Sheriffs may end immigrant detainers
DENVER — Some Colorado sheriffs, including Mesa County Sheriff Stan Hilkey, will no longer honor requests from federal immigration authorities to continue to detain someone once they are eligible to be released on the charges for which they were initially arrested.
The move comes in the wake of recent court decisions in Oregon and Pennsylvania that found that such detainer requests from Immigration and Customs Enforcement are not commands that local jurisdictions have to abide by, and that sheriffs could be liable for constitutional violations for holding people past the time when they would otherwise be released.
Immigrant advocates have argued for years that these so-called ICE holds are merely requests, not commands, and that holding inmates on immigration detainers could constitute due-process violations.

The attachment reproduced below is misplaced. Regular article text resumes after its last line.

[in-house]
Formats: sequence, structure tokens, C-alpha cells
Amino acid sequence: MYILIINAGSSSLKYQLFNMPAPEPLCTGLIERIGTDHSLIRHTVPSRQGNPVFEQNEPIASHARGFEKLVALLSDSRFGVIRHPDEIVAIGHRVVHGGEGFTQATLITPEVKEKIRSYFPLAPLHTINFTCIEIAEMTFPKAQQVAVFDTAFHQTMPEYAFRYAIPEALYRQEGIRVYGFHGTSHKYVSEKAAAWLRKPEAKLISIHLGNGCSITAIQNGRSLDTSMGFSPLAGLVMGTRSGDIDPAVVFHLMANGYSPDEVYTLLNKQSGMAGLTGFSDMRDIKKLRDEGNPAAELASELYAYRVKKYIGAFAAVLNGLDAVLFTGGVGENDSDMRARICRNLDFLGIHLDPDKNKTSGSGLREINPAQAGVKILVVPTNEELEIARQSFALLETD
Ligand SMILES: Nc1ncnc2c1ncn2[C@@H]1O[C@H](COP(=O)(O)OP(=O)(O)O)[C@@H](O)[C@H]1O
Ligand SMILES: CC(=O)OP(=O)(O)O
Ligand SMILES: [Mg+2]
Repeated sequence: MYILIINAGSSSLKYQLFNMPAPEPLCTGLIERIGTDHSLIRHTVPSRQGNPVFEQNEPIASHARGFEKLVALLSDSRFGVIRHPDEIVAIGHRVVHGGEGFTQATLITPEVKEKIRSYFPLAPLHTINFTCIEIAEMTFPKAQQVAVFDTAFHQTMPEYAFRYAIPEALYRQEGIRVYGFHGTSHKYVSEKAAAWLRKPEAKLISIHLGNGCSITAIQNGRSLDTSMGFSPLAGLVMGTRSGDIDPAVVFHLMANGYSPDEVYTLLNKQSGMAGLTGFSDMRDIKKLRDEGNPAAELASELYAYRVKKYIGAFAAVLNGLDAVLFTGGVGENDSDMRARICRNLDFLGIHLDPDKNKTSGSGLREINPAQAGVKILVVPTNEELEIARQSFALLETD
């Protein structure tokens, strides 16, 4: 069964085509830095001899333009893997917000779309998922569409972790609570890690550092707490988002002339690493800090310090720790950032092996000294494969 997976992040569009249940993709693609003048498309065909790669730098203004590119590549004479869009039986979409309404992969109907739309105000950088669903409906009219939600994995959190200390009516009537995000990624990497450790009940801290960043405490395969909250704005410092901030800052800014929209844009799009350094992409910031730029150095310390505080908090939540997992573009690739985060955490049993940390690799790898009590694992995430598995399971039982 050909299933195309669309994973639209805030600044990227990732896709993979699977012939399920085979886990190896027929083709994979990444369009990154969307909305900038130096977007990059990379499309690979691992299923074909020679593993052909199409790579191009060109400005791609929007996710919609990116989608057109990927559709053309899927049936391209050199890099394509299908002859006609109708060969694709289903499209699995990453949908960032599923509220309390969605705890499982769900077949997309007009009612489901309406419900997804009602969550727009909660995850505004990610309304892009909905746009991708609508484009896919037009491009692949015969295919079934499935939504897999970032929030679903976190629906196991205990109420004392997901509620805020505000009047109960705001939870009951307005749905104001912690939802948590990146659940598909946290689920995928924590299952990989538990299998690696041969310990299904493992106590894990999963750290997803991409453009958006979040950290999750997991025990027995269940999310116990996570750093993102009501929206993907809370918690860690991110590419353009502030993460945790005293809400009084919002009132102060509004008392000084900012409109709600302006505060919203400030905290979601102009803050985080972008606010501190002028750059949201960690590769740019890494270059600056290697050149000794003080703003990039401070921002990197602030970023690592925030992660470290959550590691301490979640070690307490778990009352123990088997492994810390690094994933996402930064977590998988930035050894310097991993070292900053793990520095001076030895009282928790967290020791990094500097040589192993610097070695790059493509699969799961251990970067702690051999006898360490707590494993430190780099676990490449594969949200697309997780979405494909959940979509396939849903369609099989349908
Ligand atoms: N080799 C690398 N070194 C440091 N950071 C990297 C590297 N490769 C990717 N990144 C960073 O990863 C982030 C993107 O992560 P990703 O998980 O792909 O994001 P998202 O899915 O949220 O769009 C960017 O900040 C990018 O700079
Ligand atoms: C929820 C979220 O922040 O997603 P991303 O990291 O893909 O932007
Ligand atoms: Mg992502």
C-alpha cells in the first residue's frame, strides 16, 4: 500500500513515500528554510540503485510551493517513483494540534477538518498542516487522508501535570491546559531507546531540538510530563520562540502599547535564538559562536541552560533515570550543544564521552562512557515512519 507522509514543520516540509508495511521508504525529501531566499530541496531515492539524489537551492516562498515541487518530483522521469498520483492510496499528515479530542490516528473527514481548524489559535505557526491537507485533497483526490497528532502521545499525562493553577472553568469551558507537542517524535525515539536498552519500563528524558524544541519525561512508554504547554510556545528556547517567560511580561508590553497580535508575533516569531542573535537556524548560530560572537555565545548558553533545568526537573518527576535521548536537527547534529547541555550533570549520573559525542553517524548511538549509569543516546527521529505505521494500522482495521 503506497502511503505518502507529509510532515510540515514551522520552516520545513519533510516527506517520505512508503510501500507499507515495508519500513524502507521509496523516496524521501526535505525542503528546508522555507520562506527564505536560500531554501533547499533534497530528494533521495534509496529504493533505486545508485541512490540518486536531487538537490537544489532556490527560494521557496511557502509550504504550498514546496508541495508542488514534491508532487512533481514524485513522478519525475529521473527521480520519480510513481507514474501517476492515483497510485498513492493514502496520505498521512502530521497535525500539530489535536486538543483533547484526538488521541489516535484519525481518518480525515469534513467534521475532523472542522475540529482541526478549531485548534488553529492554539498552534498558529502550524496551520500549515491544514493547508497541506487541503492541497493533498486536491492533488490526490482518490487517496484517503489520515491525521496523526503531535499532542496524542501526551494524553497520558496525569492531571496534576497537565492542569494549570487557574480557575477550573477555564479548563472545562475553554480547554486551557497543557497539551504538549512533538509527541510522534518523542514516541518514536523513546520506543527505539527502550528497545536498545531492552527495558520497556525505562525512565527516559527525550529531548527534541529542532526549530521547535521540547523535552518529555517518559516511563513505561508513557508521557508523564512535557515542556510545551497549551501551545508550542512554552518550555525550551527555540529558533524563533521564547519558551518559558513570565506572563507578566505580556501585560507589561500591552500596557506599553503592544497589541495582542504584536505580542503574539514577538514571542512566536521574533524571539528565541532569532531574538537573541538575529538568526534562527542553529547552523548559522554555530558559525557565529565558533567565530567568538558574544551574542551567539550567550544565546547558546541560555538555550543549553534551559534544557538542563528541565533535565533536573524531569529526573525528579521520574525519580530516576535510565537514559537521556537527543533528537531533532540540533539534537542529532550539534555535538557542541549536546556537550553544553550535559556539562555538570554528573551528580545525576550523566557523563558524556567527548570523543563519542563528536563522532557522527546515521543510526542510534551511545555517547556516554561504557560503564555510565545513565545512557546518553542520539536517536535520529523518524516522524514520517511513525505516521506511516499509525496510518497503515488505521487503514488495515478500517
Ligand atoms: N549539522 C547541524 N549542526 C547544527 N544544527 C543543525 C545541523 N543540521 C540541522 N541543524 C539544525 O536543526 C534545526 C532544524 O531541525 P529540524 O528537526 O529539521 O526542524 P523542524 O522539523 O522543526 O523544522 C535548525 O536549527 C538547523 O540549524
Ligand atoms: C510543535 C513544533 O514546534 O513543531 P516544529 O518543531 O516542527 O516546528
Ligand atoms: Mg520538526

Several Oregon counties have stopped honoring the ICE detainer requests as a result of the court cases, and the city of Philadelphia is limiting the use of such holds.
In Colorado, Boulder County Sheriff Joe Pelle said in an email shared with The Associated Press that inmates with ICE detainers will be released once any state or federal charges are resolved.
“This recent court decision in Oregon is a game changer regarding ICE holds on detainers,” Pelle said in an email dated Monday. The email goes on to say that attorneys advised the sheriff that the office has “potential civil exposure, and no state statutory authority for holding people on detainers.”
Local officials with the Mesa County Sheriff’s Office said Tuesday that their office has suspended ICE holds and detainers outside of any local, state or federal charges, much the same as Pelle has done.
“We hope a model on how to handle this issue and move forward will be developed soon, to include a policy for Colorado sheriffs to formally address this with consistency,” MCSO spokewoman Heather Benjamin said in an email Tuesday.
Staff writer Paul Shockley contributed to this story.